The Brain/Personal Brain Software

Discussion in 'PUBLIC: Discuss Tools & Software for GTD' started by sesteph6, Jul 13, 2018.

  1. sesteph6

    sesteph6 Registered

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    Anyone have any experience with this software. Years ago David listed it as one of his key software components. Frankly I dont hear anyone talk about it much anymore. To look at the website, it seems to marry perfectly with GTD. Specifically when comparing some of the cognitive science involved. Anyone have any experience?
     
  2. sholden

    sholden Registered

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    At one point I had my GTD system in MindManager (similar but different than The Brain). But now my work system is all in Outlook with References and Project Support in MindManager.
     
  3. mcogilvie

    mcogilvie Registered

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    I looked at it years ago. Although it seemed very brave in what it was trying to do, it was too complex for me. By and large, the passage of time has not been kind to complex productivity software, but many limp on.
     
  4. OF user

    OF user Registered

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    I agree with mcogilvie on this. You have to have an idea of how you want to use it and then you can work through the support files and videos to build it. Like sholden says it is a like a mind mapping program but you can integrate all your mind maps so that in essence you have one giant mind map of your life as you want to define it. My suggestion would be to try WORKFLOWY, which is freemium software online. It accomplishes what personal brain does but in outline form rather than mind mapping. If you find yourself working with Workflowy a lot then Personal Brain is probably a worthwhile investment. I used PB for a while but felt I did not need all of its power.
     
  5. Mark Jantzen

    Mark Jantzen Registered

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    I tried it years ago but it was clunky across iOS & Mac. The connections part is interesting & useful. Evernote has the ability to do some of that with links but it's not as visual as the Brain. Any software that can automate or easily create connections gets my attention.
     
  6. lzaretsky

    lzaretsky Registered

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    I've been using The Brain for many years now. A bit of a learning curve, but once you get going I find it easier to use that most other software packages. And its ability to support multiple links between topics is key to relating data topics. I use it exclusively for research and managing reference data, as it seamlessly connects file, drawing, websites and audio/video content. In the latest version they finally dumped Java, so it is now smooth and effortless to utilize. And for me, a key factor is that it's accessible at work whereas cloud-based services such as Evernote or Dropbox are banned by our IT department policies.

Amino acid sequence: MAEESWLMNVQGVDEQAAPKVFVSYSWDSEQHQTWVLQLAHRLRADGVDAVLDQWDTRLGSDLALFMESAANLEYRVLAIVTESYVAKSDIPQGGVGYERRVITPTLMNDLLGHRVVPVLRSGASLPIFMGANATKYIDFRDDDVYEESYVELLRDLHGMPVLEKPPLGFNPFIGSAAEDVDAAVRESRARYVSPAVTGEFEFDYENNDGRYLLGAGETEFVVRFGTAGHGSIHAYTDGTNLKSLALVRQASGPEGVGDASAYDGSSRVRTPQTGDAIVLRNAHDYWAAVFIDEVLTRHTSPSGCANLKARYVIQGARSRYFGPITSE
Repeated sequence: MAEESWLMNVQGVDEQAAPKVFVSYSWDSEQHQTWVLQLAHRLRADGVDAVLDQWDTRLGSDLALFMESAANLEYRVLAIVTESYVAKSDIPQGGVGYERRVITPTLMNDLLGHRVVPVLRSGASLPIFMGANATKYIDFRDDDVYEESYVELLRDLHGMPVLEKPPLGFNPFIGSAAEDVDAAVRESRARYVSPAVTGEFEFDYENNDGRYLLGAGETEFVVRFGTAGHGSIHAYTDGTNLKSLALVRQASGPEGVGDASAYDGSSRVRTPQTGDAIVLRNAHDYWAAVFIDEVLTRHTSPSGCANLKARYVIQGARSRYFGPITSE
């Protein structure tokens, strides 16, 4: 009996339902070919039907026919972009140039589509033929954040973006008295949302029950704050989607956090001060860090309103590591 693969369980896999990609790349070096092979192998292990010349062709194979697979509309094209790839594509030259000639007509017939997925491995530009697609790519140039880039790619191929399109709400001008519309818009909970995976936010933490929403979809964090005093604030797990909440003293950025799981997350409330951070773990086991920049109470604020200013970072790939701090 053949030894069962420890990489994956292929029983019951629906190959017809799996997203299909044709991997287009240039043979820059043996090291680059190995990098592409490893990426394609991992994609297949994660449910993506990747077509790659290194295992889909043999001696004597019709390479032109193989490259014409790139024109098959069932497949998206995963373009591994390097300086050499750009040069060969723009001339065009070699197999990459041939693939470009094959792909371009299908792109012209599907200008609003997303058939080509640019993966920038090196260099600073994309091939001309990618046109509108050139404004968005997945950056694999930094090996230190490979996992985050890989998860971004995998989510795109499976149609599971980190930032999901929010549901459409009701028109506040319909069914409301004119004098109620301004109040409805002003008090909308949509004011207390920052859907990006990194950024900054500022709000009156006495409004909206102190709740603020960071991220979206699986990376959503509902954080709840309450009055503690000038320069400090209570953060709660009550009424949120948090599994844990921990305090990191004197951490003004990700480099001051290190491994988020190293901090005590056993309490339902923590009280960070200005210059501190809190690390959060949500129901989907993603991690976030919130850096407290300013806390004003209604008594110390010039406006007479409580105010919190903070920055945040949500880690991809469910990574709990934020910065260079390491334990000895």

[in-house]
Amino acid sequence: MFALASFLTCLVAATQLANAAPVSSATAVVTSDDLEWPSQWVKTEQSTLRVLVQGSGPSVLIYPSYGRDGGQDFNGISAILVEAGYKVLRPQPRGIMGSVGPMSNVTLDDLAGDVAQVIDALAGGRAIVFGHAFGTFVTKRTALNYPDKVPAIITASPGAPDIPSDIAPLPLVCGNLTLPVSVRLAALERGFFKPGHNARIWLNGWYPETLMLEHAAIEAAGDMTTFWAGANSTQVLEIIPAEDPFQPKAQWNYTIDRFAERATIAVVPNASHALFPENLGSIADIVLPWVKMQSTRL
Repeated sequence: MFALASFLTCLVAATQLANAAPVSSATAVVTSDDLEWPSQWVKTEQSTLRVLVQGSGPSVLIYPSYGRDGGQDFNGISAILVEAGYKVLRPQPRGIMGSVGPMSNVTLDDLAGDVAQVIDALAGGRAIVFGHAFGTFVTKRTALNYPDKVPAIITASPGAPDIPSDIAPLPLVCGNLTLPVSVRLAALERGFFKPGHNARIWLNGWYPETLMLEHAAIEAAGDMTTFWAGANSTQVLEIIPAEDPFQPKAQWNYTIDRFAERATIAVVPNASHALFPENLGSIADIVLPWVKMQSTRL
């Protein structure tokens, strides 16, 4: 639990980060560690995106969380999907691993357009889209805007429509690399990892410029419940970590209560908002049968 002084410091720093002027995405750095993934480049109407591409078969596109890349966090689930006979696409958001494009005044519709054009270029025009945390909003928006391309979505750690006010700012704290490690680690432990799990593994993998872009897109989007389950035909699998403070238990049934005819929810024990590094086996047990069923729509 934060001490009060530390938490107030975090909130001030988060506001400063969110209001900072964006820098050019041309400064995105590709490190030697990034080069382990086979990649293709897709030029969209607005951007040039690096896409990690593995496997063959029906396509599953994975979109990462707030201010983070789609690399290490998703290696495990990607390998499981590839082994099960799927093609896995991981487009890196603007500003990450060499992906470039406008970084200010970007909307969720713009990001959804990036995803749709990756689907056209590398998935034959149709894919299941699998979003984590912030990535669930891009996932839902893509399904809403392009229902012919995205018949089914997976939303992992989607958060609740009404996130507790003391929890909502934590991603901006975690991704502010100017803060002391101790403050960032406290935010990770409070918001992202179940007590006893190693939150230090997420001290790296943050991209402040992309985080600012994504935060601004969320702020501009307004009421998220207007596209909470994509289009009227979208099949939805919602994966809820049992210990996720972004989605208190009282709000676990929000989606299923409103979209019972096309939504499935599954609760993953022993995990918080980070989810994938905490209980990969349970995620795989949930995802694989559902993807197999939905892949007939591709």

7. damo

    damo Registered

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    I’ve not used it for GTD, and I’m not sure how well it would work for this.

    However, for knowledge management, I really liked it. I have a very hierchical approach to knowledge management, but find mind map apps like XMind quickly become overwhelmed as structures become complicated. PersonalBrain uses a mesh rather than tree and branch architecture, so can scale as far as you need.

    It also creates a structure on disk that can scale to whatever size of KB you create, not just one huge file.

    I used to use it for tracking meeting notes and relationships - for my industry, companies, people, organograms, and how those people related to others, products, skills, companies based on conversations: I then wrote all my meeting notes in it and linked to those people as attendees.

    It meant I could pivot from a meeting, to an attendee, to all the other times we’d crossed paths (other meetings, mentions by others, etc). It revealed history and motives that I otherwise just wouldn’t have remembered.

    The only problem was that it was a lot of work to update it with my notes after each meeting, and I didn’t want to trust the cloud to some of this data, but wanted to have it acccessible on my phone via the mobile app.

    The mobile app is pretty good, but not fluidly native - they’ve tried to create all the functionality and features that people love in the desktop app, and it doesn’t quite fit.

    But yeah, it’s a hidden gem. If you think and organise in this way, and are willing to go all-in, it’s incredibly powerful and seamlessa
     

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